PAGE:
3

Keep in mind that this is a serious security risk, so you definitely want to do this in a restricted environment, running under a restricted shell or for chrooted accounts only. @Kimvais suggestion of scponly is on the right track. In the client create a .ssh/id_rsa key with an empty passphrase -- this will create an unencrypted private key. Then copy the ...


3

That's a pretty general question. A general answer would be "fast" :-) To put some real world numbers on it we have a 100 Mb/sec circuit going to our rack at our data center. I have run tests to servers around the internet and I have seen both my download and upload speeds peak out at over 94 Mb/sec. So to really answer you question, it's whatever speed ...


3

Most enterprise datacenters have you purchase bandwidth from them as part of the hosting package. As such you are guaranteed your bandwidth (unlike shared hosting sites where you are more likely sharing it with everyone else) but also are limited to what you've contracted for. Most will also have bursting agreements where you can use additional bandwidth ...


3

You can use WinSCP to perform this kind of automatic upload. It's normally used with SFTP or SCP but it supports plain FTP as well (your server may actually be capable of SFTP or SCP) and this can be automated with their automation scripting: WinSCP Automation Guide The specific command you're looking for is keepuptodate: ...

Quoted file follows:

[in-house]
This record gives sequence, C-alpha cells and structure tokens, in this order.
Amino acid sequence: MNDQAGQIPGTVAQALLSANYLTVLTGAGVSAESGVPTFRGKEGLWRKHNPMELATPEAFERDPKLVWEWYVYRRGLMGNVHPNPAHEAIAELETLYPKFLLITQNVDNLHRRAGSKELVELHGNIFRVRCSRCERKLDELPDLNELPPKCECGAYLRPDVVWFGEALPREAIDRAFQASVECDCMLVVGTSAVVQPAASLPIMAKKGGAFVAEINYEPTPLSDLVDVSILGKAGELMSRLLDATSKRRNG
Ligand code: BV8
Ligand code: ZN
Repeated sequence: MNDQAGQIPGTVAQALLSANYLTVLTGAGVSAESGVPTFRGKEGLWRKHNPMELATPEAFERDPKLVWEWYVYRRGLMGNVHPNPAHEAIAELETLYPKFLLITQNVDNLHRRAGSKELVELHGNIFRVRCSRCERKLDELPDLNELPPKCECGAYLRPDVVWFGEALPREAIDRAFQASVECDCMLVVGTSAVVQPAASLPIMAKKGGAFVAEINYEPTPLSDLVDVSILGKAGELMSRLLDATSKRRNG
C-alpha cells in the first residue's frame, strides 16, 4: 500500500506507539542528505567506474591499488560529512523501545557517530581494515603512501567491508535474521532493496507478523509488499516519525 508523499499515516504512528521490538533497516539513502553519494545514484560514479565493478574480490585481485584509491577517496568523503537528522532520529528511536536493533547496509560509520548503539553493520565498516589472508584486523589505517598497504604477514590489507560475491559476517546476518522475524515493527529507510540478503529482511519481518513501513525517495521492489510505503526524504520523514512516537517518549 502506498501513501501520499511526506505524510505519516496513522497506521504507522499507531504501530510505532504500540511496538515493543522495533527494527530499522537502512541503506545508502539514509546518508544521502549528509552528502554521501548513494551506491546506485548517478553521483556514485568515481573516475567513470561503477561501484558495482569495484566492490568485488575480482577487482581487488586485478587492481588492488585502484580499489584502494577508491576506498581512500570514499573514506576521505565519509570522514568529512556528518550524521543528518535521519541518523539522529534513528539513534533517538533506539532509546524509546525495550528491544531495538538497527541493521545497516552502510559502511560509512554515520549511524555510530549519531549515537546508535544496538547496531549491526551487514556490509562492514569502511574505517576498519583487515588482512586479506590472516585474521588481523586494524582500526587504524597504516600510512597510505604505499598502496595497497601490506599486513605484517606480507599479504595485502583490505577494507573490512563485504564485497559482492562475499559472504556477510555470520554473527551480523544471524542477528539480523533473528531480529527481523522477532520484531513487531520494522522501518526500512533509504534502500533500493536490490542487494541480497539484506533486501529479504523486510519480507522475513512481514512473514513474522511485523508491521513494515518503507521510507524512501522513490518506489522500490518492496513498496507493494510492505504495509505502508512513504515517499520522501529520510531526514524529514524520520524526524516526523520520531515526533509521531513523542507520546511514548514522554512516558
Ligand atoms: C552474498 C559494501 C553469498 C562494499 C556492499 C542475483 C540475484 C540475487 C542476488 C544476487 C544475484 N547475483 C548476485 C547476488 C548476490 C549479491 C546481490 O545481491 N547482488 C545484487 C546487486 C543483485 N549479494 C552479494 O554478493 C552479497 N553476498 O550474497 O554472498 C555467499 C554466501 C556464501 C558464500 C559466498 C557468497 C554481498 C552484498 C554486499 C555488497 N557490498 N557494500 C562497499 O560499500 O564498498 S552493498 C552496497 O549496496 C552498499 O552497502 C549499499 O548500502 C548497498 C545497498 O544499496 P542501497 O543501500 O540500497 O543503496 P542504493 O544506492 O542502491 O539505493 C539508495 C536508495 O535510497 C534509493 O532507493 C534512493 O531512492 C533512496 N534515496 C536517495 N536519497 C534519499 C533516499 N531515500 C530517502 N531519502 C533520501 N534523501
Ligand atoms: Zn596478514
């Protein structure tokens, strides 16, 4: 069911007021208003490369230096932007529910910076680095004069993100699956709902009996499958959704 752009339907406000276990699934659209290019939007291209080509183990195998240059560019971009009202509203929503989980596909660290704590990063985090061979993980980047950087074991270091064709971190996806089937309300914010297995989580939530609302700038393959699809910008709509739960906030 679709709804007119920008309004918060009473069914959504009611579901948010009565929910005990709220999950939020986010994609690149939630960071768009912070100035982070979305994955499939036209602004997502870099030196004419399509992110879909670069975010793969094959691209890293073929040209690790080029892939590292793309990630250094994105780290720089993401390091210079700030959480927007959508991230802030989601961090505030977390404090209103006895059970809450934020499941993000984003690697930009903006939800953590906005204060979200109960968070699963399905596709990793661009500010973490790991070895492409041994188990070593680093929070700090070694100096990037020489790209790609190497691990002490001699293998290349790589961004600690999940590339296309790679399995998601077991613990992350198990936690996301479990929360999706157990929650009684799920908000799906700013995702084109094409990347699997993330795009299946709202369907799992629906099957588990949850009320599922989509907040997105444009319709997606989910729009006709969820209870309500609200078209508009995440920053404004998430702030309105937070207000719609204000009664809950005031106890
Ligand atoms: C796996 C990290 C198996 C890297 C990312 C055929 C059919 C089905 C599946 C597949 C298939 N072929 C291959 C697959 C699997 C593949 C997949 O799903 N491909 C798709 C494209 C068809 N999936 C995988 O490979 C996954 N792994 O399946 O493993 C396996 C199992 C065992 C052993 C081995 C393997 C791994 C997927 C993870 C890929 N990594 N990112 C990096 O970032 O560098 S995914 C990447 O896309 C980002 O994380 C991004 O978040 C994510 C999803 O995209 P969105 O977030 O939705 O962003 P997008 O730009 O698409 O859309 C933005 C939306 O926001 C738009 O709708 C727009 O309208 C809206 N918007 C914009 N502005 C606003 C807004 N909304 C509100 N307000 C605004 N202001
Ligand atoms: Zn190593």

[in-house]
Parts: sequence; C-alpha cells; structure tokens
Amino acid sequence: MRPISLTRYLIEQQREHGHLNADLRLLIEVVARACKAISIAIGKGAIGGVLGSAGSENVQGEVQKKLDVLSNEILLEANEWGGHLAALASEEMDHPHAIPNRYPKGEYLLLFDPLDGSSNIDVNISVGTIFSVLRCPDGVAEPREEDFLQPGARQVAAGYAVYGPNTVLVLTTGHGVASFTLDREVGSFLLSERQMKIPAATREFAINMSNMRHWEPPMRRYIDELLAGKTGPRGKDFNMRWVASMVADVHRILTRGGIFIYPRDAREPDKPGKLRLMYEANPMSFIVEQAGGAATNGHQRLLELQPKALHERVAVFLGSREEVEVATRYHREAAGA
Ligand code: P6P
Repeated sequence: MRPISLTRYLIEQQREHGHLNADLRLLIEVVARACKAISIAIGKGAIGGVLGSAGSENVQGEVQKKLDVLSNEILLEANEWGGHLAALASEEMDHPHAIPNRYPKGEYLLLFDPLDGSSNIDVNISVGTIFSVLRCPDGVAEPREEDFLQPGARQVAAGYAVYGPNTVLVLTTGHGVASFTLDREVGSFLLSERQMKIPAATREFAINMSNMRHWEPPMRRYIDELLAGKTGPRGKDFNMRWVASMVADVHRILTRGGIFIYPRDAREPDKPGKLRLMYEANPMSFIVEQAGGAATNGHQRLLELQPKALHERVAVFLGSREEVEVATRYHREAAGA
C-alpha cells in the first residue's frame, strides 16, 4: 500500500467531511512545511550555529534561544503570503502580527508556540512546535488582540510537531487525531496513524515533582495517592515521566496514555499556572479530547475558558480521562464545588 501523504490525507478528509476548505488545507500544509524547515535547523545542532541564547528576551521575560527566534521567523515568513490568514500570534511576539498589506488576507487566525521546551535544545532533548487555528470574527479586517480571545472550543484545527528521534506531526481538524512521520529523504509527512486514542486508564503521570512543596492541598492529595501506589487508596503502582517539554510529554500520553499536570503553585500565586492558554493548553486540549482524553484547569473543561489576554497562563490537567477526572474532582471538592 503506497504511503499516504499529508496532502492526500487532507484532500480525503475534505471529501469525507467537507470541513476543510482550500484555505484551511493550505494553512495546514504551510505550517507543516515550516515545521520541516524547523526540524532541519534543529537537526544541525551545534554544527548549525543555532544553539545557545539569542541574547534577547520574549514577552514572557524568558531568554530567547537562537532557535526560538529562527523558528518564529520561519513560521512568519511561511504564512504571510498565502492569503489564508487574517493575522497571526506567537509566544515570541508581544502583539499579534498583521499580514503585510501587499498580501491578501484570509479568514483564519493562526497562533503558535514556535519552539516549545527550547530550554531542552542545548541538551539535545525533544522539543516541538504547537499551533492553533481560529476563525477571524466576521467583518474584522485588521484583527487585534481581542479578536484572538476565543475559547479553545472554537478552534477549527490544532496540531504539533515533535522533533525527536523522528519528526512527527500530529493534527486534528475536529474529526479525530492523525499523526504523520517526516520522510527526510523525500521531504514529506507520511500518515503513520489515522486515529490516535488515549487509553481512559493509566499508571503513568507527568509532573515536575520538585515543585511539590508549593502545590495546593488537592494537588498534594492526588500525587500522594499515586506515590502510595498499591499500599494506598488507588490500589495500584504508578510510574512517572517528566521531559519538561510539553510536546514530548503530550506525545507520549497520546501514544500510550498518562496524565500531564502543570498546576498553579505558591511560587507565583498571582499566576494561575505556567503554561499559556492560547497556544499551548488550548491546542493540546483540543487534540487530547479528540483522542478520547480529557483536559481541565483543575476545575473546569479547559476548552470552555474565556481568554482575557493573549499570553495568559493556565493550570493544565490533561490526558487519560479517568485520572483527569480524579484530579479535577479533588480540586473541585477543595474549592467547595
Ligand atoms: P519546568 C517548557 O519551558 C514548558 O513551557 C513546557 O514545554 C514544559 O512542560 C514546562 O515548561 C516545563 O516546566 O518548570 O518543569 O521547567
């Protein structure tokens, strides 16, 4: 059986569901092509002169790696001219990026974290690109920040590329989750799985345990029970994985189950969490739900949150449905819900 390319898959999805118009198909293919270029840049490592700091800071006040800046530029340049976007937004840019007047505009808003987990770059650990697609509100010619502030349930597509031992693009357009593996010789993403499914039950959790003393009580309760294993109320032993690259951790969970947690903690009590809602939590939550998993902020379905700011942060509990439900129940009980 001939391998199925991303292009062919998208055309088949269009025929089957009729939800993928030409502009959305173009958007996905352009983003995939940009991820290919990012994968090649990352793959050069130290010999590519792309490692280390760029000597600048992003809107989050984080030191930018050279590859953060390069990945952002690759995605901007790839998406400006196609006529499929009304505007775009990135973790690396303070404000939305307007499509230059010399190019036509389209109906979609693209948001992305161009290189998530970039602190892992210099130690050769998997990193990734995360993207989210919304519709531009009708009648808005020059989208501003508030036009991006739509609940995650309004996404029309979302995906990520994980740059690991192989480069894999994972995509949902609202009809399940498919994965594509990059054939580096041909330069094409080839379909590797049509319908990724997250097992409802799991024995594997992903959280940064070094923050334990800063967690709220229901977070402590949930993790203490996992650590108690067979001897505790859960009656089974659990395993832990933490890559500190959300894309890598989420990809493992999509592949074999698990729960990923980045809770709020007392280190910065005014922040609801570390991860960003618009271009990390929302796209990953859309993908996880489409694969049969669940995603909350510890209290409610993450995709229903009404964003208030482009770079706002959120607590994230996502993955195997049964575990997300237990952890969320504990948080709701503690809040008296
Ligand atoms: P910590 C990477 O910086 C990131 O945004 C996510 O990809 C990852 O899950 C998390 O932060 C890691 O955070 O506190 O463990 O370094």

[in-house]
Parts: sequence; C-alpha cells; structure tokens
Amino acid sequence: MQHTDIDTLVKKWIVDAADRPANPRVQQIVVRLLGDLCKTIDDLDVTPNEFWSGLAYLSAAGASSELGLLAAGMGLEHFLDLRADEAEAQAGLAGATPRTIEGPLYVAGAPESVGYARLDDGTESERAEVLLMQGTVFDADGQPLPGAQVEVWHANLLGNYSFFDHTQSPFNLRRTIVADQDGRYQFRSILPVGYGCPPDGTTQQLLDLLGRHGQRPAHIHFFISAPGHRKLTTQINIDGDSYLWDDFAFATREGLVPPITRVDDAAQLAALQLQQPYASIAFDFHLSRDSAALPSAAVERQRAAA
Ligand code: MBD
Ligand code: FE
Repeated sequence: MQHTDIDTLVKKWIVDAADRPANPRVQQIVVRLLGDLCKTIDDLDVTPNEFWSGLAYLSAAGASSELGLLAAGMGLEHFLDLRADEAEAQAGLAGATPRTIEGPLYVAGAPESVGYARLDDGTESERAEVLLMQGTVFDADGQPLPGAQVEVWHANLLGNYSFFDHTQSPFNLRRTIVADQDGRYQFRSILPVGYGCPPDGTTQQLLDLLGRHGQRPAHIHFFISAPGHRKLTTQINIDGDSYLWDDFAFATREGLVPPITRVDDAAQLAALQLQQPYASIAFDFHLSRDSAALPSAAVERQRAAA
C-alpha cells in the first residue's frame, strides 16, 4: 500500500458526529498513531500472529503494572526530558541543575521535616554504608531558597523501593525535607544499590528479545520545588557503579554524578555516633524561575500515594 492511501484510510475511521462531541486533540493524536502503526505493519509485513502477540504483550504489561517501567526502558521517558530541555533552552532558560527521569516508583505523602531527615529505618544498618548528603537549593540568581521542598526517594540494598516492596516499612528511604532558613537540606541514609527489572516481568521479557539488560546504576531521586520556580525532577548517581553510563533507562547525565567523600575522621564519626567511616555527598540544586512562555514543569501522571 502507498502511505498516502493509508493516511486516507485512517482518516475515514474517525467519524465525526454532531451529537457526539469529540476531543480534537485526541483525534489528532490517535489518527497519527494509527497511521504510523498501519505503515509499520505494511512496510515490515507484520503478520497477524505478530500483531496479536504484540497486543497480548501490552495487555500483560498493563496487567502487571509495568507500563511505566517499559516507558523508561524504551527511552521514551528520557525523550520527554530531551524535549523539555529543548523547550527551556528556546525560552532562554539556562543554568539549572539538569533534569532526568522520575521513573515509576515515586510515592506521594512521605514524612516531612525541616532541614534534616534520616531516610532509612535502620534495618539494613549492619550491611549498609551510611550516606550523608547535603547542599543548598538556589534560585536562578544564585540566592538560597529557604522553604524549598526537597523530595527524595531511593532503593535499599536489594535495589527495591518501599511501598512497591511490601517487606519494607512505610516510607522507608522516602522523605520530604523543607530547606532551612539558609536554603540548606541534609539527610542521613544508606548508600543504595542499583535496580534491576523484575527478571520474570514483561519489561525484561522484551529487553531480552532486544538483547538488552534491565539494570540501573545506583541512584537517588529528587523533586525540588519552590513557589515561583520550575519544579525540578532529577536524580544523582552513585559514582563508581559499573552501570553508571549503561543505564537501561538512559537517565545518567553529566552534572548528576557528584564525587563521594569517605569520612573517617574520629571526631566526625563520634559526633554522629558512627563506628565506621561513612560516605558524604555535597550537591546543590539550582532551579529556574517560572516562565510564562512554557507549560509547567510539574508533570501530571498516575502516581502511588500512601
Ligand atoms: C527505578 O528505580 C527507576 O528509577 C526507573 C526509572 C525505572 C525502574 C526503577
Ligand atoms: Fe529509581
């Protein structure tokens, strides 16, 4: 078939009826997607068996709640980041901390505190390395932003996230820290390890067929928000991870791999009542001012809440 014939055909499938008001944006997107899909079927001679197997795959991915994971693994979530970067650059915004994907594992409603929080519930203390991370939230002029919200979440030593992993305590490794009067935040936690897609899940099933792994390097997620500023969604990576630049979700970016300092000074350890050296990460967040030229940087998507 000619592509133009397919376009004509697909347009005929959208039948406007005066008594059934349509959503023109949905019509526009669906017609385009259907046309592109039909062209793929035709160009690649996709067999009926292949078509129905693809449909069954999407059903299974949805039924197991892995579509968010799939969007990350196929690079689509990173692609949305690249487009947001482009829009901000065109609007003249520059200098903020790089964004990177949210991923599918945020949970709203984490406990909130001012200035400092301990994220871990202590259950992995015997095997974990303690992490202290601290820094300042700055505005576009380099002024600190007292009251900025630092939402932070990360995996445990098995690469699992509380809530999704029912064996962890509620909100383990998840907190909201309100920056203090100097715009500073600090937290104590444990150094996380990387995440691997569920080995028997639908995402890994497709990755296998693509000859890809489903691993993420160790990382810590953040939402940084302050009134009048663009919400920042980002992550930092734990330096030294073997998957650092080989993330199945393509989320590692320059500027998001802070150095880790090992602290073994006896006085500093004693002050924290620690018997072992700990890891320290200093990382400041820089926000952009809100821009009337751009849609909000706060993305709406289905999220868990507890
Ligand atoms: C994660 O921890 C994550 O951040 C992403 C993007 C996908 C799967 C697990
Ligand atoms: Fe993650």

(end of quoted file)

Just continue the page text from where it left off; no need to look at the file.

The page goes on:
3

Everyone who recommends checking file extensions as a way to make sure you're safe is insane. It's easy enough to rename an exe or an mp3 to a gif. Ditto for the upload MIME type. The only way to be sure of the upload type is to parse it; look for the file signatures within the file, load it into an image processor and see if it chokes, etc. etc. What else ...


3

If you are needing to throttle your own applicatino then I would suggest you include daat rate limiting support in the application itself, though if you are using a 3rd party library to do the sent this may not be possible. You don't state anything about your platform and intended install environment making specific recommendations difficult, but libcurl ...


3

You could use vsftp (very secure and fast ftp-server) and setup a "secure FTP Dropbox" the relevant config parameters are: local_enable=YES write_enable=YES nopriv_user=ftp anonymous_enable=YES anon_upload_enable=YES chown_uploads=YES chown_username=inftpadm ftp_username=inftpadm local_umask=002 anon_umask=007 file_open_mode=0666 dirlist_enable=NO ...


3

1) Use SSH Public Key Authentication instead of plain-text passwords 2) Your SFTP server should allow you to limit the directories that the logged in user can access. Generally by default this is the user's HOME directory. One neat trick I found is the use of the mount --bind /new/bind/path feature. This will allow you to bind the public directory to ...


3

You don't need to download it. Just open up notepad and paste the following into the file: X5O!P%@AP[4\PZX54(P^)7CC)7}$EICAR-STANDARD-ANTIVIRUS-TEST-FILE!$H+H* Then, save it as whatever file you want. You'll probably need to temporarily turn off your AV to handle the file though.